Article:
It seems the first American TWA director in Ethiopia had raised the lion from a small cub in the garden of his home’s compound along with the family’s dog. The lion was such a household pet that everyone who visited the house treated it as such.
Then there was the time the CEO of TWA worldwide came to Ethiopia to meet the Emperor and visit his overseas operation. He arrived at dawn in Addis Ababa on an overnight flight from Europe and immediately took a morning nap at the director’s home.
Late that afternoon, rested, the CEO was sitting with a half dozen American pilots who had stopped by for a drink and to visit with their boss from America. They were all in the living room of the house with the French doors open to the garden watching the African sunset and enjoying the first cool breezes of evening.
Sometime towards dusk, the lion, who had been asleep in the sunny terrace beyond the French doors, woke up and ambled pass the open door, gazed in at the assembled group, and then ambled off.
No one commented about the lion, as all the pilots knew about the animal. However, the visiting CEO had no idea the full-maned lion was a household pet and sat petrified at the sight of the African beast, loose and yards away from him. Terrified, he didn’t say anything until the next morning when he confessed to his host what he thought he had seen, thinking it must have been a frightening fantasy caused by his fear of being in Africa.
In time, the American manager’s tour was finished and he and his family decided to give the lion to the nearby hotel as the tame animal could not be returned to the wild. The German shepherd, however, would go home to America with the family.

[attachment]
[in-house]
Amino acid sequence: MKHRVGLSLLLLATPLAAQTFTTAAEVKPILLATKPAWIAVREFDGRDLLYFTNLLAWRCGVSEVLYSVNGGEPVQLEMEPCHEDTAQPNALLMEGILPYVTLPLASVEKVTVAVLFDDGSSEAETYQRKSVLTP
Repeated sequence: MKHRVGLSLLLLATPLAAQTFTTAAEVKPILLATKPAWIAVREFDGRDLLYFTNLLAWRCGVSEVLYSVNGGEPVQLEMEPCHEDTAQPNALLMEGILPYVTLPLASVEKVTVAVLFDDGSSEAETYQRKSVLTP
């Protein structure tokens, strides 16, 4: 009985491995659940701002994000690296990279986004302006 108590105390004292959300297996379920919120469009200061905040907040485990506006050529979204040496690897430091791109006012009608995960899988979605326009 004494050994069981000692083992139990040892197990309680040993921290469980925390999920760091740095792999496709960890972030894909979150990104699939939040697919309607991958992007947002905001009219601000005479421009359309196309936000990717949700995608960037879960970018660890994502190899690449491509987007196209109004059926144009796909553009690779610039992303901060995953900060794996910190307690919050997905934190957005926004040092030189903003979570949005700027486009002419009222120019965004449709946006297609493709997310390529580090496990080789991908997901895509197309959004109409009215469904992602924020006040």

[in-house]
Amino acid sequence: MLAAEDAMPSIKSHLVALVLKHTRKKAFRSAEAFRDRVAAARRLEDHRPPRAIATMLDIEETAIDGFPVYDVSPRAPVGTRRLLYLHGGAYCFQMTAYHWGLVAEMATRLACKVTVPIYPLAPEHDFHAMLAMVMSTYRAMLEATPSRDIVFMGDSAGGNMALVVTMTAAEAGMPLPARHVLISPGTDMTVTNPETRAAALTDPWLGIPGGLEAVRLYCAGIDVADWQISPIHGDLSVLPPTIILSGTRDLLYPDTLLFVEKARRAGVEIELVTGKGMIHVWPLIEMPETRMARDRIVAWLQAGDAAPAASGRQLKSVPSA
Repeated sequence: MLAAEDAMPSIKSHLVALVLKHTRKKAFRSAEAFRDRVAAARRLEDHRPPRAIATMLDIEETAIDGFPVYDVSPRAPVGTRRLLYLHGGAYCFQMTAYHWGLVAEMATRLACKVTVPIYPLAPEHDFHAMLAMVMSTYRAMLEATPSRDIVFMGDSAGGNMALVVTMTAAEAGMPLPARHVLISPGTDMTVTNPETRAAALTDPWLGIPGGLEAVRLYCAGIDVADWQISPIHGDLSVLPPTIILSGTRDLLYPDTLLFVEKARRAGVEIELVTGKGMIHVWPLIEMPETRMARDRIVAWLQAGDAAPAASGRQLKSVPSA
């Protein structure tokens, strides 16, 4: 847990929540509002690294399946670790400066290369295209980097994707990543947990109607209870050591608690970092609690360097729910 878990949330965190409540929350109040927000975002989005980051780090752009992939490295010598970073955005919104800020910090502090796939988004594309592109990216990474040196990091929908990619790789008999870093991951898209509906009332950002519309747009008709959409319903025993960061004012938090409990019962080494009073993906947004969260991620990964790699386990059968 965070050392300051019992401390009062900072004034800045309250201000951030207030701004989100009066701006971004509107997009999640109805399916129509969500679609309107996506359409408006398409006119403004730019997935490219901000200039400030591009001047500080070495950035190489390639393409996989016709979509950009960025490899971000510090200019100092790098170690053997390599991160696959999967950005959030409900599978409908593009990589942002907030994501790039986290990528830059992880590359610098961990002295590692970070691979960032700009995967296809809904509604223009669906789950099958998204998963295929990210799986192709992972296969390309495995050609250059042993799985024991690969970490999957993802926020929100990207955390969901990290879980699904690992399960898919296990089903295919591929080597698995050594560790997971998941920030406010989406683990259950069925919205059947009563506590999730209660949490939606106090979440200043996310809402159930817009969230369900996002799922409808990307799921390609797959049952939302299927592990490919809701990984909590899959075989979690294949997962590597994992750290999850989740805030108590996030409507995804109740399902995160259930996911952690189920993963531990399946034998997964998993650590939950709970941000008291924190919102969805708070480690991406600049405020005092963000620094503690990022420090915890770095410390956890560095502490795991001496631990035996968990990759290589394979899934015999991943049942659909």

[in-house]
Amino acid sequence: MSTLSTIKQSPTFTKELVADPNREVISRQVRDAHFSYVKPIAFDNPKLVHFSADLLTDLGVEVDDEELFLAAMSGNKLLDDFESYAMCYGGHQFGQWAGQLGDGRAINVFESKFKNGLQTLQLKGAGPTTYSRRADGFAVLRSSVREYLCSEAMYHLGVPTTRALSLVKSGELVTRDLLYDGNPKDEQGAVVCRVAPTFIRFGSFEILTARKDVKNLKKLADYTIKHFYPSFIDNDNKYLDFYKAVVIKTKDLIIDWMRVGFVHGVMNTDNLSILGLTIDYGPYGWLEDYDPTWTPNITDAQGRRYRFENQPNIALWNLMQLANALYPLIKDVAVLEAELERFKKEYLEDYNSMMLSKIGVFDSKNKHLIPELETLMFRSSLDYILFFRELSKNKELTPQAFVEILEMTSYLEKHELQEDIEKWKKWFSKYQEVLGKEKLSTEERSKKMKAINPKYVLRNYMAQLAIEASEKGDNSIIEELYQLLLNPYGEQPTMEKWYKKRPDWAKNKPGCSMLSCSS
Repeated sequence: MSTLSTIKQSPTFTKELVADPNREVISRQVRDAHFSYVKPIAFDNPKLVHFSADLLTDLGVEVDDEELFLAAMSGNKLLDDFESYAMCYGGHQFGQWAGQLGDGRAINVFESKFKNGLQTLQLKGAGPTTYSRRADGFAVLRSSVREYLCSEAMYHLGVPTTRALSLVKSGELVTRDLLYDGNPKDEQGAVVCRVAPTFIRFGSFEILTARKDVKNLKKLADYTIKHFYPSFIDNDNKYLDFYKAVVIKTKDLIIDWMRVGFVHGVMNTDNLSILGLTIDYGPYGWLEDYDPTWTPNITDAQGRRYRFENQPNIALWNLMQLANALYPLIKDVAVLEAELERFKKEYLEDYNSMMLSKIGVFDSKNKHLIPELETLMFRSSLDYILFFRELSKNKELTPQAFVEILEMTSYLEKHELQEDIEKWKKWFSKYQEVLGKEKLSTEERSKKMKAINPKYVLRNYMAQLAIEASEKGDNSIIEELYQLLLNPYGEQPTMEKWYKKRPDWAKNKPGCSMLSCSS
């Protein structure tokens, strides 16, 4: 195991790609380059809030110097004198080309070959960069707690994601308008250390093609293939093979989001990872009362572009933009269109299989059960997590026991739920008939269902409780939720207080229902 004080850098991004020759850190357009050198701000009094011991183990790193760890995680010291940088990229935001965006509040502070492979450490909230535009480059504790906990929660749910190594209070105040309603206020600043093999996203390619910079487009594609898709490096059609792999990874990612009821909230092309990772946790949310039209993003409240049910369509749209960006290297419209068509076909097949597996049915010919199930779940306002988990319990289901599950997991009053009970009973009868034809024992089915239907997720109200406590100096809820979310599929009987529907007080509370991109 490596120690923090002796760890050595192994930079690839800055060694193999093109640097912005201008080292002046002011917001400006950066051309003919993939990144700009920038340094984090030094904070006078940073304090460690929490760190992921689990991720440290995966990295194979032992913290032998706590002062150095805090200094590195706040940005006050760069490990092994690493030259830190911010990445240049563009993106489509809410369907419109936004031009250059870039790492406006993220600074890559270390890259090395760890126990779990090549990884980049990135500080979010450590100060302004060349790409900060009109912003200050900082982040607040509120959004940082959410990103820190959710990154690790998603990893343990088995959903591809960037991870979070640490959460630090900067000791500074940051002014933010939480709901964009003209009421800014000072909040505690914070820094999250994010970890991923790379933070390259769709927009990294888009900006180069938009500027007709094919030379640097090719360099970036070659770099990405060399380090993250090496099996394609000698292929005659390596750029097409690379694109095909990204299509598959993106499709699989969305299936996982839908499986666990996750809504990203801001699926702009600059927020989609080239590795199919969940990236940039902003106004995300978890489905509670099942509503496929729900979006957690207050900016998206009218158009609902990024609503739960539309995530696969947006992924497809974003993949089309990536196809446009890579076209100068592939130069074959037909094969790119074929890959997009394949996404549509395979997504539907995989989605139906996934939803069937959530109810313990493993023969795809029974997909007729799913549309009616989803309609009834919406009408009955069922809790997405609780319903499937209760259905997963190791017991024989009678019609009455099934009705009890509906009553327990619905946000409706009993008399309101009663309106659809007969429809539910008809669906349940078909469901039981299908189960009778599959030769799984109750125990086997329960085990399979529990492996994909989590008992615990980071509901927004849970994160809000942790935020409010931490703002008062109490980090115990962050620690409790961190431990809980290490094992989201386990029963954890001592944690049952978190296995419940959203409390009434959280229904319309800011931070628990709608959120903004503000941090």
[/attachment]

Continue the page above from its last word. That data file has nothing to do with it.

In the weeks before their departure from Addis, the lion was successfully transferred to the gardens of the Guenet Hotel, but when the family realized the German shepherd was so lonely and unhappy from the loss of his companion they decided to leave the dog, give it to the Guenet where both animals could live peacefully in the small cage in the hotel gardens. And it was there that we found them when we arrived in Addis Ababa.
I left Ethiopia in the mid-sixties and did not return again until the early seventies. While I had a short list of old friends in Addis that I wanted to see, high on my list were also the lion and the German shepherd in the gardens of the Guenet.
A few days after arriving in Addis, I took a taxi to the hotel which had thankfully not changed much in the years I had been away and walked into the garden to find the lion’s cage.
The cage was where I remembered it. However, the door was wide open and the lion was gone. Alone in the middle of the empty cage was the old German shepherd.
I walked inside to the front desk of the hotel and asked about the lion and was told the animal had passed away only months before. In fact, it was such a news event, a story had been written about his death in the Ethiopian Herald, the English newspaper in the country. The staff found a copy of the article that detailed the demise of the lion and I sat down in the lobby of the hotel and read the account.
Several months earlier when the lion was suffering from an infected tooth doctors from the Pasteur Institute of Ethiopia decided to drug the animal so the tooth could be extracted. Unfortunately, the dart of drugs was too much for the old animal and it died before it could be saved.
The hotel had not yet decided what to do about the lion cage for the dog still lived there, spending his days waiting for his lifelong companion to return. I gave the article back to the receptionist, thanked him for the information, and then I went out into the garden and walked through the open gate and inside the cage. I knelt down beside the German shepherd and petted the old dog one last final time, then I left Addis Ababa and Africa.
I have never been back.
John Coyne is the author of twenty-six books of fiction and nonfiction. A collection of his short stories entitled, Game in the Sun, will be published by Cemetery Press in May 2018. Coyne is an adjunct professor in the MFA Creative Writing program of National University of California. johncoynebooks.com